Podiatrists Say Most People Don’t Give A Twisted Ankle Ample Recovery Time
Posted by Jenn F. on Monday, December 16th, 2013
When I was 17, I dated a skateboarder. He was by no means a pro, but he was, at least, terribly cool. One day he was sliding on the back wheels down a tipped-over street sign he had ripped out of the ground (which we totally do not condone, by the way!) — when, suddenly, the rail shifted and he went tumbling off, landing in an awkward, bowed-out way.
I was no doctor, but it didn’t look good. It had all the classic symptoms of an ankle sprain. It immediately swelled and turned an eggplant shade of black-and-blue. “It’s cool,” he said nonchalantly. “I twist my ankle all the time. I’ll just walk it off, you know. It’ll be fine.” The next day, he couldn’t walk. The day after that, he was in a cast and scuttling along on crutches.
Twisted Ankles: The All-American Injury
Twisted ankles are as American as baseball or apple pie, it seems. Why? Because we wear ridiculous shoes, do ridiculous things, and simply cannot “take it easy!” Each year, around 28,000 Americans suffer a sprained ankle, with nearly half of all injuries occurring during sporting activity. If you’re looking for an excuse to take some time off work, field hockey, volleyball, football, basketball, cheerleading, ice hockey, soccer, rugby, track, gymnastics and softball are common ways to twist an ankle! (I kid.)
Don’t Just “Walk It Off!”
No one knows precisely where the age-old (and asinine) phrase, “Just walk it off” came from, but it’s certainly ill-advised if you’ve just twisted your ankle. The National Athletic Trainers’ Association says that ankle injuries are often taken too lightly and not treated properly — which, in turn, leads to pain, re-injury, disability and early arthritis.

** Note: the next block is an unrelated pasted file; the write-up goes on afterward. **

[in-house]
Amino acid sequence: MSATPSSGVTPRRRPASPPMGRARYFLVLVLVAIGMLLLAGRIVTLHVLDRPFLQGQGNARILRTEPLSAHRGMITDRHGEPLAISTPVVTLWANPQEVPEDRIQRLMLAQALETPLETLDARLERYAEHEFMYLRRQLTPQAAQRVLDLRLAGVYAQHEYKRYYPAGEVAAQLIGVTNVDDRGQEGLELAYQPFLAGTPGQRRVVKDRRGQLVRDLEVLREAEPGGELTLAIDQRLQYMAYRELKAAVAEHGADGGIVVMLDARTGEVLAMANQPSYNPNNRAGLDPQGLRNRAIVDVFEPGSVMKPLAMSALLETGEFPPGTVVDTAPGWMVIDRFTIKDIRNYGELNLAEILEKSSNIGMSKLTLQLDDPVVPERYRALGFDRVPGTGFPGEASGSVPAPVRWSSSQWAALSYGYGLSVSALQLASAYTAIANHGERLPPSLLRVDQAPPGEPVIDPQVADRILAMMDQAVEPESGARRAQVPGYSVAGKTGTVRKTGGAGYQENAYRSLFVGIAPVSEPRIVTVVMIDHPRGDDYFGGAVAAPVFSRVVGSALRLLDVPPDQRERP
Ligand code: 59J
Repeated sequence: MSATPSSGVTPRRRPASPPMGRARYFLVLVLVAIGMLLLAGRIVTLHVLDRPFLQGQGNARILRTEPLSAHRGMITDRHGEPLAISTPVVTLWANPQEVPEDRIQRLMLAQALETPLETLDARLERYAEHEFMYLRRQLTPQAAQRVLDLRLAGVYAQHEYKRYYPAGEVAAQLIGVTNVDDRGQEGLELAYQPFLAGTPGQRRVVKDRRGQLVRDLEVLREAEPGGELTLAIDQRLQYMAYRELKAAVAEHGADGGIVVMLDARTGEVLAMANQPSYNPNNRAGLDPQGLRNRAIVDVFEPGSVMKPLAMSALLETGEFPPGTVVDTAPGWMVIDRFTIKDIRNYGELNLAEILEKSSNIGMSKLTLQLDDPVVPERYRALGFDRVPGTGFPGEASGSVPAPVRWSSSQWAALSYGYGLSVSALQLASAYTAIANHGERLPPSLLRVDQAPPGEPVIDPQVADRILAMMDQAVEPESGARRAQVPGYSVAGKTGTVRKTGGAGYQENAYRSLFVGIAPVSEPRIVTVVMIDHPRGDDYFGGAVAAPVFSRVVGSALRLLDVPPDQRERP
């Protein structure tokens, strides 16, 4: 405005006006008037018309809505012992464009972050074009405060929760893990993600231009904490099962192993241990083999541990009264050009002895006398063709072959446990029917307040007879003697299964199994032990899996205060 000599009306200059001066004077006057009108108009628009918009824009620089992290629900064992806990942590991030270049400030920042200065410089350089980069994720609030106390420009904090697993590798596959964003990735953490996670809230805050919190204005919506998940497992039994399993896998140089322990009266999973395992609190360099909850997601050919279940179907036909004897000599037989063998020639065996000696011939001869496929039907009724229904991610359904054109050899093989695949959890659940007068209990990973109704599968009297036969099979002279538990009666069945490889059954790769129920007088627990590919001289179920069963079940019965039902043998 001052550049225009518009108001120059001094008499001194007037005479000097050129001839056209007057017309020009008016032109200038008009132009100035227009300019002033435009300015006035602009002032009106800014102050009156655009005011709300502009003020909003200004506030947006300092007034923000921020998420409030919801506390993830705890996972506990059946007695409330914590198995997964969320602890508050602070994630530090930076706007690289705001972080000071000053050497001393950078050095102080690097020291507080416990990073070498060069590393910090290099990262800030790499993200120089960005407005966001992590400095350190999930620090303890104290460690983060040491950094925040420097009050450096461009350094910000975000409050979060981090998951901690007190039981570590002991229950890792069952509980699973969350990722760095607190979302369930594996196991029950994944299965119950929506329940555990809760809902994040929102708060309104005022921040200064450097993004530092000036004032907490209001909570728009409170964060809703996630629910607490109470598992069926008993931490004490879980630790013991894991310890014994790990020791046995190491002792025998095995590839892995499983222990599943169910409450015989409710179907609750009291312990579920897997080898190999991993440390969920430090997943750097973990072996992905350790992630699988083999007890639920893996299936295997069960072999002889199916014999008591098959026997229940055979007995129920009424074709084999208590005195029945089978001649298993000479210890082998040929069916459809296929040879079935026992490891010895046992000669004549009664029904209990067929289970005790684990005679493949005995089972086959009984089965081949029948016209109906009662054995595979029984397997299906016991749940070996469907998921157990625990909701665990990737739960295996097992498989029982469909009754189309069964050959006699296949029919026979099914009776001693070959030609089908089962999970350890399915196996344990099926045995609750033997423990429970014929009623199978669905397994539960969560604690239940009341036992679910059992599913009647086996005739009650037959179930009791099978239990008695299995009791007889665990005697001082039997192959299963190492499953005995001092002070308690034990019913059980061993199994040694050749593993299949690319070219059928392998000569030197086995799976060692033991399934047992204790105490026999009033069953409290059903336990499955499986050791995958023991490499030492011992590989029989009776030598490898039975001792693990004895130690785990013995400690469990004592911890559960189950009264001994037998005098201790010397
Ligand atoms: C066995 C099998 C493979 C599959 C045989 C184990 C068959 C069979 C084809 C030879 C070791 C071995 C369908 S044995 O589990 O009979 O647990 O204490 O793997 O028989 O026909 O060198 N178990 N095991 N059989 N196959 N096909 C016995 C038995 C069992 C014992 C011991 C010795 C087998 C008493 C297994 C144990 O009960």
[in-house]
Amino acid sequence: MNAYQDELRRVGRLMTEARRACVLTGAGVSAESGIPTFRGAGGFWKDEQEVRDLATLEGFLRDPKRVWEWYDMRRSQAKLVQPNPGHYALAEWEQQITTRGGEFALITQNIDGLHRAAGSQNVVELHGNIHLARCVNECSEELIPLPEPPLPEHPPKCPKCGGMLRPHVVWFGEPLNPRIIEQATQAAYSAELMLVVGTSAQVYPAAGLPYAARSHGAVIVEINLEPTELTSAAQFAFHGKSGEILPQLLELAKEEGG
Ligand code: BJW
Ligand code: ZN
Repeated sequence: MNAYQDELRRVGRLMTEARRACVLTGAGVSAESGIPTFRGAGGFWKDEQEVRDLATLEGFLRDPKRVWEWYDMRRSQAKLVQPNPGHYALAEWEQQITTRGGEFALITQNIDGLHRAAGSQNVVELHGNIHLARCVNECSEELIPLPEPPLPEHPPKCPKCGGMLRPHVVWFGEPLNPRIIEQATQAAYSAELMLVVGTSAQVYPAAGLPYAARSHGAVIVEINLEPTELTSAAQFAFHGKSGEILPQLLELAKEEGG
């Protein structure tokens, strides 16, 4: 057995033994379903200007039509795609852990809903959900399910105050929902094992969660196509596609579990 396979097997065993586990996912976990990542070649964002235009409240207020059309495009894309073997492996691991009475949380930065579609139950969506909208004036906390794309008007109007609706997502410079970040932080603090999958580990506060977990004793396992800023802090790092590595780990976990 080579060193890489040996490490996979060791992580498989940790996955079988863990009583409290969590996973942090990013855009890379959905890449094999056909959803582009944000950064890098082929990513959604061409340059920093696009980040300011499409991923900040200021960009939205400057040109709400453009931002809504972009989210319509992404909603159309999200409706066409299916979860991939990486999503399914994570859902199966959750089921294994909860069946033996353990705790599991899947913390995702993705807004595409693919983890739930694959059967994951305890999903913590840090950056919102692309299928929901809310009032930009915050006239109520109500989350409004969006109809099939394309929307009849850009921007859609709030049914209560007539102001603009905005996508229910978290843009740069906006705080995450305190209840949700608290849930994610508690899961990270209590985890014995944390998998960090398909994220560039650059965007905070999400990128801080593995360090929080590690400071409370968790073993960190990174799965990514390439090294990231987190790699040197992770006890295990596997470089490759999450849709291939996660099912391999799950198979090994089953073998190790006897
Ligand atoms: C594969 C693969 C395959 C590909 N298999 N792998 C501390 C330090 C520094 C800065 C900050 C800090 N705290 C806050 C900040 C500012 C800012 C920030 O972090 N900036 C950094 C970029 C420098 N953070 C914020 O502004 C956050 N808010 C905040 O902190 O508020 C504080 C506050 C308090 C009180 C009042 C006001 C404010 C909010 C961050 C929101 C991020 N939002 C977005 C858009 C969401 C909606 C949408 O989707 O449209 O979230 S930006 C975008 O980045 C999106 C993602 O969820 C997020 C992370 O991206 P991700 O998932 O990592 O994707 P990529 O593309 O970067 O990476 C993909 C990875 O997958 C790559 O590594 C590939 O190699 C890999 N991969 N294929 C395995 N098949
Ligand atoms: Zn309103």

Rather than walking around on your injured ankle, podiatrists recommend getting off the injury immediately. Prop the ankle up on a few pillows, wrap it in a compression bandage, and put ice on it for 20 minutes. After 20 minutes off, you can reapply the ice pack, as necessary.
If the pain is really bad, take acetaminophen, but wait at least 48 hours before taking an ibuprofen. You want the normal inflammatory process to begin the healing process, but you can later take the NSAID to keep the swelling from worsening.
Most importantly, you should see a professional to have a physical exam performed. X-rays are standard orders in many clinics, but they are only really necessary if the ankle is deformed or you cannot walk more than four steps immediately following the injury. X-rays cannot show soft tissue damage, after all. Only about 1 in 500 ankle sprains require surgery to repair serious damage.
How Long Should You Stay Off A Sprained Ankle?
In the past, ankle sprains were treated with total immobilization in a cast for six weeks. We now know this twisted ankle treatment does more harm than good. Today, the emphasis is on “functional recovery.” Without some movement, the ankle tissues will become weak.
So podiatrists generally recommend staying off the ankle for two or three days, using crutches, and then transitioning to an ankle brace or boot, along with taping for stability while you heal. Some sprains are worse than others, so if you are still experiencing pain when you put weight on your foot, you shouldn’t try to push yourself much further.
When you are feeling better, physical therapists will incorporate balance training into your daily routine. You’ll stand on the injured foot on a firm, even surface and then on a foam surface or trampoline. You can do this exercise with your eyes open or closed. The idea is to force the ankle to adjust to unstable conditions, which will help you avoid future sprains. Resistance bands work well for improving range of motion in the ankle, while calf raises and heel-to-toe walking are recommended exercises for boosting balance and coordination too.
No matter what caused your ankle sprain, make sure you get it checked out and take care of your ankle while it recovers!
If you have any foot problems or pain, contact The Center for Podiatric Care and Sports Medicine. Dr. Josef J. Geldwert, Dr. Katherine Lai, Dr. Ryan Minara and Dr. Mariola Rivera have helped thousands of people get back on their feet. Unfortunately, we cannot give diagnoses or treatment advice online. Please make an appointment to see us if you live in the NY metropolitan area or seek out a podiatrist in your area.